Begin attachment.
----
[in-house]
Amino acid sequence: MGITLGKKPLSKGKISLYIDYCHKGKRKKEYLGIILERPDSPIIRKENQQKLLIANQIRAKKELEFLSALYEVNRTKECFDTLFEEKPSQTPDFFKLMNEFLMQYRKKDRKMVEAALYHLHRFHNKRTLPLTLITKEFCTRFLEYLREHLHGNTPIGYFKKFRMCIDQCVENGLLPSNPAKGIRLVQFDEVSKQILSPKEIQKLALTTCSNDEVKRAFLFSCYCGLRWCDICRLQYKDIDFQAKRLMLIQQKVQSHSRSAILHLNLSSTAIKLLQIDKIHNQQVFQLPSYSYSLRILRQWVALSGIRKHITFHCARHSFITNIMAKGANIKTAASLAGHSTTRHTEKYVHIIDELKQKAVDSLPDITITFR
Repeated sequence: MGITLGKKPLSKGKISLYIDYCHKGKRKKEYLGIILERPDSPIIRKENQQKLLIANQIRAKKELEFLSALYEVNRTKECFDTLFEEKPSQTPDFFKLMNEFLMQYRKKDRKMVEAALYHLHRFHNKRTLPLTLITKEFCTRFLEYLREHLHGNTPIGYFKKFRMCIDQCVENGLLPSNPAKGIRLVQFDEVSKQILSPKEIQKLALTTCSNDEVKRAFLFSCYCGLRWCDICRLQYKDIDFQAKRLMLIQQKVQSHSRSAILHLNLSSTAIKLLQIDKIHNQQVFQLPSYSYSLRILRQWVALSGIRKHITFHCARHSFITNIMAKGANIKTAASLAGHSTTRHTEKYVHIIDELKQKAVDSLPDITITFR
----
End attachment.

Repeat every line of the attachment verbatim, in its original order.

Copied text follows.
[in-house]
Amino acid sequence: MGITLGKKPLSKGKISLYIDYCHKGKRKKEYLGIILERPDSPIIRKENQQKLLIANQIRAKKELEFLSALYEVNRTKECFDTLFEEKPSQTPDFFKLMNEFLMQYRKKDRKMVEAALYHLHRFHNKRTLPLTLITKEFCTRFLEYLREHLHGNTPIGYFKKFRMCIDQCVENGLLPSNPAKGIRLVQFDEVSKQILSPKEIQKLALTTCSNDEVKRAFLFSCYCGLRWCDICRLQYKDIDFQAKRLMLIQQKVQSHSRSAILHLNLSSTAIKLLQIDKIHNQQVFQLPSYSYSLRILRQWVALSGIRKHITFHCARHSFITNIMAKGANIKTAASLAGHSTTRHTEKYVHIIDELKQKAVDSLPDITITFR
Repeated sequence: MGITLGKKPLSKGKISLYIDYCHKGKRKKEYLGIILERPDSPIIRKENQQKLLIANQIRAKKELEFLSALYEVNRTKECFDTLFEEKPSQTPDFFKLMNEFLMQYRKKDRKMVEAALYHLHRFHNKRTLPLTLITKEFCTRFLEYLREHLHGNTPIGYFKKFRMCIDQCVENGLLPSNPAKGIRLVQFDEVSKQILSPKEIQKLALTTCSNDEVKRAFLFSCYCGLRWCDICRLQYKDIDFQAKRLMLIQQKVQSHSRSAILHLNLSSTAIKLLQIDKIHNQQVFQLPSYSYSLRILRQWVALSGIRKHITFHCARHSFITNIMAKGANIKTAASLAGHSTTRHTEKYVHIIDELKQKAVDSLPDITITFR